With Easter coming this week, we look at a very personal story from the first Easter at prison last night. There were many tears of identification and gratitude as we discussed the life of Mary Magdalene and what it must have felt like for her that first Easter. Widespread deception has clouded the truth of who Mary Magdalene was. The worst of the legends is that Jesus and Mary were married and had children. She was even reported to be the “beloved disciple” of John 21:20. These lies are so hideous because they disqualify all Jesus was and taught. If He was sexually promiscuous He was not the Son of God, the perfect sacrifice to take away the sins of the world. John MacArthur says in his book Twelve Extraordinary Women, “Let’s not allow this truly remarkable woman to get lost in the fog of ancient heretics’ mystical and devilish fantasies.” (pg 173)
What does the Bible say about Mary Magdalene? The key verse is Mark 16:9. “After Jesus rose from the dead early on Sunday morning, the first person who saw him was Mary Magdalene, the woman from whom he had cast out seven demons.” We’re not told what the demons were, nor do we get the story of how and when Jesus cast them out. We just know that Jesus gave her victory over a living death. She must have felt terrible darkness and pain being possessed by the seven demons. We see other places in the Bible that people were tormented with seizures, self mutilation, and loss of control when they were demon possessed. How wonderful it must have felt to have Jesus cast them all out. John 8:36 says, “So if the Son sets you free, you are truly free.” Mary knew that freedom and followed the Son from then on all the way to the cross and then was the first to see Him on resurrection morning.
Luke 8:1-3 says, “Jesus began a tour of the nearby towns and villages, preaching and announcing the Good News about the Kingdom of God. He took his twelve disciples with him, along with some women who had been cured of evil spirits and diseases. Among them were Mary Magdalene, from whom he had cast out seven demons…and many others who were contributing their own resources to support Jesus and his disciples.” I think it’s remarkable that these women were traveling with Jesus and learning from Him just as his twelve disciples were. It was unusual in that day to have women travel with a rabbi, so you can see how those who want to discredit Jesus would make up stories of immorality. Mary was a godly woman. There were never any accusation against Jesus for how He treated the women traveling with Him and His followers, though there were those who were watching carefully to accuse Him of anything they could find out. Neither the Bible nor contemporary historians charged Him with sexual misconduct. His disciples were good Jews, and they wouldn’t have put up with, let alone died for, someone preaching God’s standards of righteousness while living in sin.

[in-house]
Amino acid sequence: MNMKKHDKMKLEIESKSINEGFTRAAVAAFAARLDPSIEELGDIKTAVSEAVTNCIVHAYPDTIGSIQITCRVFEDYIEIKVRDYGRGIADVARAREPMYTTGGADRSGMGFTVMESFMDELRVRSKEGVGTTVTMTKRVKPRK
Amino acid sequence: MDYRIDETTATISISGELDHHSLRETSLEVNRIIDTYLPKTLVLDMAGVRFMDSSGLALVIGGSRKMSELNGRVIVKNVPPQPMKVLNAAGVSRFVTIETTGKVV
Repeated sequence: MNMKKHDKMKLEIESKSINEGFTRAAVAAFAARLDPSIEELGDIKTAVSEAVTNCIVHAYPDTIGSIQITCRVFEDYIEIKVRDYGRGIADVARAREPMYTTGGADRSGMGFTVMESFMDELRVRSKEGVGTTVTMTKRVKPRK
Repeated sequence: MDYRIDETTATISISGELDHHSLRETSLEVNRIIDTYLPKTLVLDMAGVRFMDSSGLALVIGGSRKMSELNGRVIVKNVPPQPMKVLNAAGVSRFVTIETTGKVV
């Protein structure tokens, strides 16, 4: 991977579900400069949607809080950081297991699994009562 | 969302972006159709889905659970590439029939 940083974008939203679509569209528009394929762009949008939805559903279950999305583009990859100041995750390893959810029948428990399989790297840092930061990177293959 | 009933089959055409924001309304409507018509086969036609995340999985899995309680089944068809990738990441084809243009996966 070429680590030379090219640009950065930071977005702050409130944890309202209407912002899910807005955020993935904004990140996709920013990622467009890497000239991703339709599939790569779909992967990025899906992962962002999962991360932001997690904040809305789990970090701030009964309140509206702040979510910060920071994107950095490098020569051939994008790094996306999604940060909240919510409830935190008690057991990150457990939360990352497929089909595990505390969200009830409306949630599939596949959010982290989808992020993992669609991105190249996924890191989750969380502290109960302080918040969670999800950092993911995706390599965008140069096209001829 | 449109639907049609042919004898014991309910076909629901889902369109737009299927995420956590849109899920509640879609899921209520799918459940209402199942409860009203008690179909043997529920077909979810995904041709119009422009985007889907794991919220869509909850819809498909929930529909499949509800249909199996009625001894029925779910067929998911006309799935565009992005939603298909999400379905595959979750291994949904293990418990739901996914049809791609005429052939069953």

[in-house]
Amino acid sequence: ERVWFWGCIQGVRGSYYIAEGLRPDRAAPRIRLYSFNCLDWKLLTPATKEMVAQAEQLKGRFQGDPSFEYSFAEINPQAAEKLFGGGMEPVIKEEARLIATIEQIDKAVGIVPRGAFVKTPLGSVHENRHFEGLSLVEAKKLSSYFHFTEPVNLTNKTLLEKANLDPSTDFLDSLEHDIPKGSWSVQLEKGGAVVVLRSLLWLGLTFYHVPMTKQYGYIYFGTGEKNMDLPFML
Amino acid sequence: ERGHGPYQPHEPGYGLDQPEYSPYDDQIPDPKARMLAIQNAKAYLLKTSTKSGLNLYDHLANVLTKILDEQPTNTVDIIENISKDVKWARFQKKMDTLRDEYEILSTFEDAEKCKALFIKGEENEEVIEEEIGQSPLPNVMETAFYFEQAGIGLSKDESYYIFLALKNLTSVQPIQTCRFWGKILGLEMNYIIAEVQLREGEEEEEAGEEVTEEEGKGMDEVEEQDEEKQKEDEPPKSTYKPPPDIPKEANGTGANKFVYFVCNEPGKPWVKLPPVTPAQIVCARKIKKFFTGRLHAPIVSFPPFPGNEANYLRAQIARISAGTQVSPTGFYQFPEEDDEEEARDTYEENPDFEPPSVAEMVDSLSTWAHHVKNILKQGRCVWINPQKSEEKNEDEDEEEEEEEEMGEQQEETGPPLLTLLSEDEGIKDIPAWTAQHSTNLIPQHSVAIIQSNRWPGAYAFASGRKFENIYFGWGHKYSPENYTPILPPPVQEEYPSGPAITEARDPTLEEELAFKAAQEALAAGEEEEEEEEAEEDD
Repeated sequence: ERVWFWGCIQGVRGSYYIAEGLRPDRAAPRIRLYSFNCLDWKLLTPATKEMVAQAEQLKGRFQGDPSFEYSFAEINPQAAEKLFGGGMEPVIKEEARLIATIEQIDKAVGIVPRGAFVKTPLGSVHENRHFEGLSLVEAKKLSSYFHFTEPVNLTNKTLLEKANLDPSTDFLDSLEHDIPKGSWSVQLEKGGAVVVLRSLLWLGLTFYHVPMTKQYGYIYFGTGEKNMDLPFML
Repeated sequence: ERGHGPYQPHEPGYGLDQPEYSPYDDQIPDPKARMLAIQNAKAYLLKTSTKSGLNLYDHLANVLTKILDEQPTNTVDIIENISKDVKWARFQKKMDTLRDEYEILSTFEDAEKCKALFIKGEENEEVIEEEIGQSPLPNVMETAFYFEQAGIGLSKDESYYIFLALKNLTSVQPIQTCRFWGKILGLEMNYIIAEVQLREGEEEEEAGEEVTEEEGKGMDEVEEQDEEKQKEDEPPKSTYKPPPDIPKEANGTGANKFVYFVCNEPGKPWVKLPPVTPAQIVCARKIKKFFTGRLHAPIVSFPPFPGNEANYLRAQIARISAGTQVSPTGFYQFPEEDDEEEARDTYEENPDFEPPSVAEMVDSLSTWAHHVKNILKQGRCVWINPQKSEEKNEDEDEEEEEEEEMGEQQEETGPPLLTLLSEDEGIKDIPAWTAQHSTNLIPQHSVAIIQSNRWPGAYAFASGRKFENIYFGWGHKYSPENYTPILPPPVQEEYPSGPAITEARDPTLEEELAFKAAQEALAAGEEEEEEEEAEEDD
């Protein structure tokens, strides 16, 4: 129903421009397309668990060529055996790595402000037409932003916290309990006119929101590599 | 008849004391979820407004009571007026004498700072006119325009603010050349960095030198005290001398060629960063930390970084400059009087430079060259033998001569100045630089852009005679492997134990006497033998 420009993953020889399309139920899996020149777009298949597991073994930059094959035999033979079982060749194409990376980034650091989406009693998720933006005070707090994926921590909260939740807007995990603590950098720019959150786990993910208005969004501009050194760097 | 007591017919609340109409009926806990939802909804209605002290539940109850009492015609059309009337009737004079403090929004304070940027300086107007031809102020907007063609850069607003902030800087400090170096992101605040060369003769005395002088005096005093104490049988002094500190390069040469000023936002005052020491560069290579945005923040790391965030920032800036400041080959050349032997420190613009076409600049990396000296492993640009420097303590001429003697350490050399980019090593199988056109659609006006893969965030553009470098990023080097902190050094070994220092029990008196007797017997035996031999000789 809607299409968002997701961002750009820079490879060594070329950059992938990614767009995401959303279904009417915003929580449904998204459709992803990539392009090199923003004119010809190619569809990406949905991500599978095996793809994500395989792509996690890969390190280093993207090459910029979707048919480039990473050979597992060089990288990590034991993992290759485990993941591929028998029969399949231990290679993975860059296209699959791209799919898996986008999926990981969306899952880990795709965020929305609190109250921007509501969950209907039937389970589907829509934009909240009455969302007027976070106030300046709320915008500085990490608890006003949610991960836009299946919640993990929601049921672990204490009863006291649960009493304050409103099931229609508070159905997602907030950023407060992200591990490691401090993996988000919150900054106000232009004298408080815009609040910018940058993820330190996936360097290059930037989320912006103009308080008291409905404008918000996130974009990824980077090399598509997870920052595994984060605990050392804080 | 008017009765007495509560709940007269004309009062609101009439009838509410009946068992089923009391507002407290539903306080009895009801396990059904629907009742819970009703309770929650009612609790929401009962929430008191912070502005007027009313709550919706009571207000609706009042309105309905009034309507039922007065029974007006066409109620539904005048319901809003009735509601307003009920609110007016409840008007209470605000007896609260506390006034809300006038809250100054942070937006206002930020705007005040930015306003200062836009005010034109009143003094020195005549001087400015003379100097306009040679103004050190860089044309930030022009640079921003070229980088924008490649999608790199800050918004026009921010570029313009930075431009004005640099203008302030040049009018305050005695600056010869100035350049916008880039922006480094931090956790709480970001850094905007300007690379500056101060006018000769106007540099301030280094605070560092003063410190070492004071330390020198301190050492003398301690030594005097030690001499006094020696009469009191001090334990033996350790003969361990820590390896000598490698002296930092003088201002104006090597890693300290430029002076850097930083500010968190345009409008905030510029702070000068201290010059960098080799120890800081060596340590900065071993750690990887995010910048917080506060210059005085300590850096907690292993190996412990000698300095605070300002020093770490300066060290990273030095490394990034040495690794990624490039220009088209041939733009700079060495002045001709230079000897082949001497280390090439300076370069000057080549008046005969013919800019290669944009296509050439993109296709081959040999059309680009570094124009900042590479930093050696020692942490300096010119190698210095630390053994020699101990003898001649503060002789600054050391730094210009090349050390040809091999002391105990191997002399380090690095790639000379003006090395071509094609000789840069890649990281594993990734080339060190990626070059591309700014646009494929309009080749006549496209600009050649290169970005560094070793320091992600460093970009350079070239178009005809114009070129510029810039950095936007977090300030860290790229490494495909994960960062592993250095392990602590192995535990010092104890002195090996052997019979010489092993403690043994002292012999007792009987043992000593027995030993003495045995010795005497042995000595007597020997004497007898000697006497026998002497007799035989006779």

Mary was utterly transformed by the power of God, not her own works, from a living death to abundant life. She spent the rest of Jesus’ life caring for His needs and following Him. Galatians 5:13 says, “For you have been called to live in freedom, my brothers and sisters. But don’t use your freedom to satisfy your sinful nature. Instead, use your freedom to serve one another in love.” This is the example of Mary Magdalene as she used her own resources to supply the needs of Him and His followers. She even stuck with Him when many found His sayings too hard. At the crucifixion, she stood close to support Jesus’ mother, and then moved back as the blood-thirsty crowd moved in. She couldn’t leave as all of the male disciples had done.
On Easter morning despite the grief over Jesus’ death and all the confusion she felt, Mary was determined to give Him a fitting burial. Mark 16:1 tells us, “Saturday evening, when the Sabbath ended, Mary Magdalene, Mary the mother of James, and Salome went out and purchased burial spices so they could anoint Jesus’ body.” When she got to the tomb, she saw the tomb was empty and angels sitting there asking her why she was crying. John 20:14-16 says, “She turned to leave and saw someone standing there. It was Jesus, but she didn’t recognize him. ‘Dear woman, why are you crying?’ Jesus asked her. ‘Who are you looking for?’ She thought he was the gardener. ‘Sir,’ she said, ‘if you have taken him away, tell me where you have put him, and I will go and get him.’” (At this point, Mary is just seconds away from discovering what we all now know. All of her turbulent emotions—fear, confusion, grief, pain, maybe disillusionment—were about to be replaced with unspeakable joy.) “‘Mary!’ Jesus said. She turned to him and cried out, ‘Rabboni!’ (which is Hebrew for “Teacher”).”
As soon as He said her name, she knew who He was. There’s so much history and hope in that word “Mary.” The deliverance and freedom she experienced. The years of relationship with Jesus. The One who had set her free, then taught her about relationship with the Father as she traveled with Him and helped care for His needs, had suffered a horrible death and abandonment. But, He didn’t stay dead. The great news of that morning is that Jesus has overcome the power of death. All of His followers from now on will be set free for all eternity. It just doesn’t get any better. Just like Mary did, we get abundant life now in our physical bodies, and then life forever with the Lord when we join Him in Heaven. He knows our names, too. Listen on Easter morning. He’ll call your name and you will come alive, too. Just like Mary. Just like the gals in our prison ministry.